HHS is preparing to open Food and Drug Administration offices in various parts of the world to better safeguard the nations supply of food and medicines, federal officials announced.
Were sending a clear signal to the world that if it wants access to our market, it needs to meet our standards for quality and safety, said HHS Secretary Mike Leavitt, who joined FDA Commissioner Andrew von Eschenbach in announcing the news to reporters.
The goal is to send 43 full-time employees to offices in China, Europe, India and Latin America by next year, said von Eschenbach. The new staff will work closely with local authorities and industries that ship food and medical products to the United States to improve safety, and conduct specific tasks such as additional inspections.
Its estimated that $30 million in initial costs will be needed to establish the offices, plus $20 million a year in continuing costs, von Eschenbach said.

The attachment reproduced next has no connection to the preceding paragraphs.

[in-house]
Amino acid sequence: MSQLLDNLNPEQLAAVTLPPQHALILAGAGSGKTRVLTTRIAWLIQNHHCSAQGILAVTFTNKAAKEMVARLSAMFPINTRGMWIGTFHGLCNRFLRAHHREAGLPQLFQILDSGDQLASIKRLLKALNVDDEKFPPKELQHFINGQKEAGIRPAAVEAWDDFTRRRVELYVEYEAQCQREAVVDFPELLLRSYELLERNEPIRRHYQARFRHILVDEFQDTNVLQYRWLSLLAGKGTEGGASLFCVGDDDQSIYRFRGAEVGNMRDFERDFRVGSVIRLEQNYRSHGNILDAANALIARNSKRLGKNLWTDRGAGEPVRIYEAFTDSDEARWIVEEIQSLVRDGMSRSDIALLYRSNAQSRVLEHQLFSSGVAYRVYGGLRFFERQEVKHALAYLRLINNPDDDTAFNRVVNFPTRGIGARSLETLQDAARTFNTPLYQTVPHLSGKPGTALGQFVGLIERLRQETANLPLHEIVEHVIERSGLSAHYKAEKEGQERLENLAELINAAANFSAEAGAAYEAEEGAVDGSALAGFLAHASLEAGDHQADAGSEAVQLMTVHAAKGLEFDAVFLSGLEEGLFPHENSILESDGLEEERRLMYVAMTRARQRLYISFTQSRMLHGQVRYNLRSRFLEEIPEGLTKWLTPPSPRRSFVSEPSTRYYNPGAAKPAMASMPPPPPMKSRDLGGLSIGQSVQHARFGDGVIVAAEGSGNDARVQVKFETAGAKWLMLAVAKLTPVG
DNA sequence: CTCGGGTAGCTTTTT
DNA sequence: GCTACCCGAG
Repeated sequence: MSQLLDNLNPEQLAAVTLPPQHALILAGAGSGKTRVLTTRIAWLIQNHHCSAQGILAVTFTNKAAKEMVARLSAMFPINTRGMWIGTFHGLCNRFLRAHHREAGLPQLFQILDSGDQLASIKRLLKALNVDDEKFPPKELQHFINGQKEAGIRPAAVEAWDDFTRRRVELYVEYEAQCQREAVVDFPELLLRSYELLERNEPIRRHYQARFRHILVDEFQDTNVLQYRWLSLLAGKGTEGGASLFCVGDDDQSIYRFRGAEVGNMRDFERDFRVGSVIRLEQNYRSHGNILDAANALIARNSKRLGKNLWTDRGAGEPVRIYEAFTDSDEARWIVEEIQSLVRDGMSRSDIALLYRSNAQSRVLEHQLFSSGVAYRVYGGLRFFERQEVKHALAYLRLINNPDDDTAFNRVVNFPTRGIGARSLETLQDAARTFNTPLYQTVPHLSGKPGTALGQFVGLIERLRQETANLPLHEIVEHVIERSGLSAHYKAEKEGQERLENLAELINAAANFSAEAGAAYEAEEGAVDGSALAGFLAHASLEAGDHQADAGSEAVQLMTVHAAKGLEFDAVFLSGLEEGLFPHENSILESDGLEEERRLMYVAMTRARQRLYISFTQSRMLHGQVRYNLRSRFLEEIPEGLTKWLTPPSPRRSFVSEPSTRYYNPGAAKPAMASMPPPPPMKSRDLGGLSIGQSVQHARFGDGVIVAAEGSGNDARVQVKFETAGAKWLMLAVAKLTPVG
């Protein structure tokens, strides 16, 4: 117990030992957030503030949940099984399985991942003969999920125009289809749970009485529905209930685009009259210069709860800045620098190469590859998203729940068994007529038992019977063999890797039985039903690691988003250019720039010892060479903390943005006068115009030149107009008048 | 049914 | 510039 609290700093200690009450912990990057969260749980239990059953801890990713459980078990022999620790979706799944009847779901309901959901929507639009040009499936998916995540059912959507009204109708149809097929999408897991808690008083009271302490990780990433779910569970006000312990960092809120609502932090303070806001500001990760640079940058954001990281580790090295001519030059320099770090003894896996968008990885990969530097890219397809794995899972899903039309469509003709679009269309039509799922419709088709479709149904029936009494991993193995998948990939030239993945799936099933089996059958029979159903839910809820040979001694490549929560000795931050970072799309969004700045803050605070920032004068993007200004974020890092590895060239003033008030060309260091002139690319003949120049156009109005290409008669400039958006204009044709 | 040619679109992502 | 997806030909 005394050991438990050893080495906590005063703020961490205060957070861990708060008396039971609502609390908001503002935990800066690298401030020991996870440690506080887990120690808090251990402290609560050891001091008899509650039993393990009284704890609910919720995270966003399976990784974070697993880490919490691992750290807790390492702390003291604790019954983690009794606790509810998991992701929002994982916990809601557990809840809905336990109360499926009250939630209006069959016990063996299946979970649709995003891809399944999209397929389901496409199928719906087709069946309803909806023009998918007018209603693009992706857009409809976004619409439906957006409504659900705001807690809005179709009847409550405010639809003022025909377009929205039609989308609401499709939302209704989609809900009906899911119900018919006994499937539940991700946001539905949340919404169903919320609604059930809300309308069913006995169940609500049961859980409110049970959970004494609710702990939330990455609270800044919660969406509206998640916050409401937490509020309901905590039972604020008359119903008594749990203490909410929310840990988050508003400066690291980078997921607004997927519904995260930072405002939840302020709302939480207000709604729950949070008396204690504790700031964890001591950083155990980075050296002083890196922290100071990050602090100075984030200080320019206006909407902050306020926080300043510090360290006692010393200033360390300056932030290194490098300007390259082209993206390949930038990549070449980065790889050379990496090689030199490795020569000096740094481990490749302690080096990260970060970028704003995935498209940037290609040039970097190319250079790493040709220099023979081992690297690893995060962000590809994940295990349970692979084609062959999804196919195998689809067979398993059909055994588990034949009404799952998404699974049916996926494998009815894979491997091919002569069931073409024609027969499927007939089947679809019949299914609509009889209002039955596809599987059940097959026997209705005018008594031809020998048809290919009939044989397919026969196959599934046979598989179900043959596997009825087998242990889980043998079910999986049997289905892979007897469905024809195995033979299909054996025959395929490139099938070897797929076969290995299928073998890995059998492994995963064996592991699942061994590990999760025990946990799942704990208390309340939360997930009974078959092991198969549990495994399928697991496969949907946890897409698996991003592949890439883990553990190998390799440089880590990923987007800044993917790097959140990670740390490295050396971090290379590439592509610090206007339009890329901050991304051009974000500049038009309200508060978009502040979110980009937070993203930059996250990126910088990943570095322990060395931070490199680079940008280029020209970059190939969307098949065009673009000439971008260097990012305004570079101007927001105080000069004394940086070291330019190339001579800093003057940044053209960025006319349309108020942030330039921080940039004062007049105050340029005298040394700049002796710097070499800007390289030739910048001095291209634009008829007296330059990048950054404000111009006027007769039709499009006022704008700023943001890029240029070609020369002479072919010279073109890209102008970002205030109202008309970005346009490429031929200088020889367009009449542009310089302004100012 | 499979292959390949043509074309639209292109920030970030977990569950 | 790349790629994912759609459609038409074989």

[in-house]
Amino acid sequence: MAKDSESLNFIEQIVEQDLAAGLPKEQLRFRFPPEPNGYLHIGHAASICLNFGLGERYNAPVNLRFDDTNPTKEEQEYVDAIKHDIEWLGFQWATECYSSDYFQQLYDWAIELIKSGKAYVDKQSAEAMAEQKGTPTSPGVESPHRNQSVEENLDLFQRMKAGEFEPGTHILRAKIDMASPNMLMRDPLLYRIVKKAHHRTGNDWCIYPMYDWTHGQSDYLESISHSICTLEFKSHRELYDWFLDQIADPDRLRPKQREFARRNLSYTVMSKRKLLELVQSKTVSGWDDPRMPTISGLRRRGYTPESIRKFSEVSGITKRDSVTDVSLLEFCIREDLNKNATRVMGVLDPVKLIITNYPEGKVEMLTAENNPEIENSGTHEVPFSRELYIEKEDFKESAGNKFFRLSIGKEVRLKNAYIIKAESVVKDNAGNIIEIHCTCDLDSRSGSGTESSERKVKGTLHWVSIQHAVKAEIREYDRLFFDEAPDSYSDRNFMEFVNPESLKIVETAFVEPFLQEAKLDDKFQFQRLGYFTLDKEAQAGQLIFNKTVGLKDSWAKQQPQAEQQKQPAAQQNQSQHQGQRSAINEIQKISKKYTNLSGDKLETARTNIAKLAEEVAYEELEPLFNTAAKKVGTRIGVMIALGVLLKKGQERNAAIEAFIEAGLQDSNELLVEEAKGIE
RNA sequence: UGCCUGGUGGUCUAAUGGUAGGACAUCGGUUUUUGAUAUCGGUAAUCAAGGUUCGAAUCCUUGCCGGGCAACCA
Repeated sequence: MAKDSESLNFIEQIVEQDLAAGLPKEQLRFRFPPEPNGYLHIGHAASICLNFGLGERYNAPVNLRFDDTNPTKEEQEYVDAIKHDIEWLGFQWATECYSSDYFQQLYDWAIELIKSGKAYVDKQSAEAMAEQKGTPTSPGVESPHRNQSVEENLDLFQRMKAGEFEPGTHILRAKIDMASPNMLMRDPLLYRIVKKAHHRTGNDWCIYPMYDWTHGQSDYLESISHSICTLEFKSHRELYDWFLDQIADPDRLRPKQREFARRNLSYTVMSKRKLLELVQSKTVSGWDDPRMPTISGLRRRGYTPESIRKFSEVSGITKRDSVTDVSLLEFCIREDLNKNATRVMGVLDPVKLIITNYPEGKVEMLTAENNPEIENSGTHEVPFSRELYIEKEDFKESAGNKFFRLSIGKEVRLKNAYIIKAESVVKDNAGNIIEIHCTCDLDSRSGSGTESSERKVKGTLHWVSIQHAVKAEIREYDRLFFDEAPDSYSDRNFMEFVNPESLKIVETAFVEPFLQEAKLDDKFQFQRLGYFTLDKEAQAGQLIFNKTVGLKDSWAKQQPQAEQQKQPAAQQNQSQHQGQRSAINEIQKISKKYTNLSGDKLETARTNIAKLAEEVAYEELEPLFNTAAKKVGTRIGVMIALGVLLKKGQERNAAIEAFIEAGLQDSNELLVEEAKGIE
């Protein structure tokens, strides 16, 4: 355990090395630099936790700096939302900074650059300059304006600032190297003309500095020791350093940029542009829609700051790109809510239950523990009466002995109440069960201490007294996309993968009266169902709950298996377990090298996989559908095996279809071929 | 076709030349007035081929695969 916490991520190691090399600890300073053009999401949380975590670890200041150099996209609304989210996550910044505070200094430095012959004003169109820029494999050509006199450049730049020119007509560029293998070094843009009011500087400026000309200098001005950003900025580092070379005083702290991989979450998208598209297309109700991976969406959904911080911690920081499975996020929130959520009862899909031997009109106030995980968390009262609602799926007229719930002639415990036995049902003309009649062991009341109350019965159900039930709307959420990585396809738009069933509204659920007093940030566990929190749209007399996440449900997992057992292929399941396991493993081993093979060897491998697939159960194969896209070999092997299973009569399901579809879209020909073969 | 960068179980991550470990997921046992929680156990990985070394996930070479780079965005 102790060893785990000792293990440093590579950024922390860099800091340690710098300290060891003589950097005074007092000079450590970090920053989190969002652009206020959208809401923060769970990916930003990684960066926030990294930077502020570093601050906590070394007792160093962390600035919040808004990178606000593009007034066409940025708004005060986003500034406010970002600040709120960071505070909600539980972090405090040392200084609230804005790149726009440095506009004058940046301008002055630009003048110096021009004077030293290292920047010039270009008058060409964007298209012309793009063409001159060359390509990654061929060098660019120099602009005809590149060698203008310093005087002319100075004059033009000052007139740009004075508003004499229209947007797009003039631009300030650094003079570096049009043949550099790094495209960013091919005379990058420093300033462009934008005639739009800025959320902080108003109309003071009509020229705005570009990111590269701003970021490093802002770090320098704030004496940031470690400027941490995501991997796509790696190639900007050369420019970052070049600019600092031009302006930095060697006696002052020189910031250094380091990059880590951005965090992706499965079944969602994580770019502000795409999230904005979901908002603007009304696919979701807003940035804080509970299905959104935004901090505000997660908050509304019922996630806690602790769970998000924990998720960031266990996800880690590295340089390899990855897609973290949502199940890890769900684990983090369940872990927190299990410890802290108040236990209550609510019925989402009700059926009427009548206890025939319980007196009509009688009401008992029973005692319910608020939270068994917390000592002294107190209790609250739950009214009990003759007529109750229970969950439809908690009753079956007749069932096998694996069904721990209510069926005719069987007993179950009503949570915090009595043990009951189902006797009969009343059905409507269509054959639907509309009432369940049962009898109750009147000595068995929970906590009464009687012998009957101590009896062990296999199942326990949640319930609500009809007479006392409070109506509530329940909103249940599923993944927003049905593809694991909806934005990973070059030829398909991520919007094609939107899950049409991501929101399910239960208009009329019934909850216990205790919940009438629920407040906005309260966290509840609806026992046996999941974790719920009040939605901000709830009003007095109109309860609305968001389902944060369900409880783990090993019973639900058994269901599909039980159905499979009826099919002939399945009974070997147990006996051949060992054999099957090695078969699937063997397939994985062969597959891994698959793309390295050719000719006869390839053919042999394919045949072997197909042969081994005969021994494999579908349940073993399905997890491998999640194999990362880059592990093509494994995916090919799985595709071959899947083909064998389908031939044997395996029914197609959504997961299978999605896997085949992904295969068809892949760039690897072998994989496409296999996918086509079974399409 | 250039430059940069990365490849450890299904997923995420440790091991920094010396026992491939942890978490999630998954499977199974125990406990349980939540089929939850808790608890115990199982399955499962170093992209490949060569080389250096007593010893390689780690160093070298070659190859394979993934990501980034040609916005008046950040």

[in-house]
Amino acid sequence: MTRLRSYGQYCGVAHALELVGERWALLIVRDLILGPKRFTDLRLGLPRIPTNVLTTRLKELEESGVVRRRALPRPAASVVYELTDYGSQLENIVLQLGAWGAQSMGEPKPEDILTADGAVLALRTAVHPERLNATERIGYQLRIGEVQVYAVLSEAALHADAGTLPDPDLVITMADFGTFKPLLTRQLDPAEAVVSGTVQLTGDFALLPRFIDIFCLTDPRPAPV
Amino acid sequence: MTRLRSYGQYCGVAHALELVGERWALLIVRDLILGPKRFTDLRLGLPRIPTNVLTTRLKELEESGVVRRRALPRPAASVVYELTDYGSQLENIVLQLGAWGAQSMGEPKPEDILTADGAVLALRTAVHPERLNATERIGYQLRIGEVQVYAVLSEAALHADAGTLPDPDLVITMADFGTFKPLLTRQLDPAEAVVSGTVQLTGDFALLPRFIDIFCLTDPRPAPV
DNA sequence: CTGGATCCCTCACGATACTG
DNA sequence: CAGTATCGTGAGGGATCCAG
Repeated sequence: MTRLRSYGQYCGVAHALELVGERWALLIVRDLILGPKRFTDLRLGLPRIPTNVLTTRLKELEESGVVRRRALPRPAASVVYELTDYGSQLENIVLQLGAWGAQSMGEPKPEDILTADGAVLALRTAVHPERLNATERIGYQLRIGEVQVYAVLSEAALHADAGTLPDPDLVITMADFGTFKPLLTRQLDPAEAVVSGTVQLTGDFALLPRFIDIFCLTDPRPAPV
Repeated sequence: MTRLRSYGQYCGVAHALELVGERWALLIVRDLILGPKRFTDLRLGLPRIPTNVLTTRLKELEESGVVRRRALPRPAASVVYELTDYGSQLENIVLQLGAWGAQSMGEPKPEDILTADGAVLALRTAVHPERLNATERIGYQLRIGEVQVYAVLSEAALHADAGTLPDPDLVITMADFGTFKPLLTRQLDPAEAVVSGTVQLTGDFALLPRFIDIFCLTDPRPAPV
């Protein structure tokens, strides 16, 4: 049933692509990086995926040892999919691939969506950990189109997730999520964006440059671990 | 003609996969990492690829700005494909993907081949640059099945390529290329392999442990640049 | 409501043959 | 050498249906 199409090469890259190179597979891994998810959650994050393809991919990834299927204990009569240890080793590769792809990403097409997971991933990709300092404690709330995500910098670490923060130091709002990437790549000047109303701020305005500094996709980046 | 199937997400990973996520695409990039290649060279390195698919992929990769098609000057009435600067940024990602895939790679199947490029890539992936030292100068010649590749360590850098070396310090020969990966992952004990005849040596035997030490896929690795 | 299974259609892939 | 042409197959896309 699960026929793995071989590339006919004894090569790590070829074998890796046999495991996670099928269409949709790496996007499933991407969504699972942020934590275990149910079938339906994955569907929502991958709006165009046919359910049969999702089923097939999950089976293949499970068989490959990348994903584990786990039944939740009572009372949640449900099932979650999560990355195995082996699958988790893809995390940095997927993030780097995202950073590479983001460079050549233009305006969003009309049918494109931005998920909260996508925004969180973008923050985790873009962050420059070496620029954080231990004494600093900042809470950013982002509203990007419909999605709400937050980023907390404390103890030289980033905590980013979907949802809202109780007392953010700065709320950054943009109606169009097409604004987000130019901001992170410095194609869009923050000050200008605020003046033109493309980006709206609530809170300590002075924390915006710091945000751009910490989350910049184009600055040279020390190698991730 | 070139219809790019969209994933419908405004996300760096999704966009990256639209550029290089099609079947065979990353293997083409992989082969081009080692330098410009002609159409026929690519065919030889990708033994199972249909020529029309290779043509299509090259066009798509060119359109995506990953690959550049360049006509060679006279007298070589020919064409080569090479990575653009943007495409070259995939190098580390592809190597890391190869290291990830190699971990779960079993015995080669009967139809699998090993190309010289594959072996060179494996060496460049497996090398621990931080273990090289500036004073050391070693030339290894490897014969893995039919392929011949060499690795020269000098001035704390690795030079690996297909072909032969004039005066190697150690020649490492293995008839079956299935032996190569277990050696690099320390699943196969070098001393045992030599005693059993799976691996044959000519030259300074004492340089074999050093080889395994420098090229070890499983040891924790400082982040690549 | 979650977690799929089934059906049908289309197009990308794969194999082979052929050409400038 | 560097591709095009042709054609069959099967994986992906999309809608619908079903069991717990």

China is the first of these geographic regions to give the U.S. formal approval to establish an office inside its borders. Formal approval is pending in India and other countries.
In staking out offices, we looked at where weve seen specific historic problems regarding rapid product spoilage, or toxic products, said Murray Lumpkin, the FDAs deputy commissioner for international and special programs.
To step up import safety efforts, HHS has asked Congress for additional powers. For example, HHS and FDA should have the authority to require certification of designated high-risk products as an additional condition of importation, according to an HHS statement. -- by Jennifer Lubell
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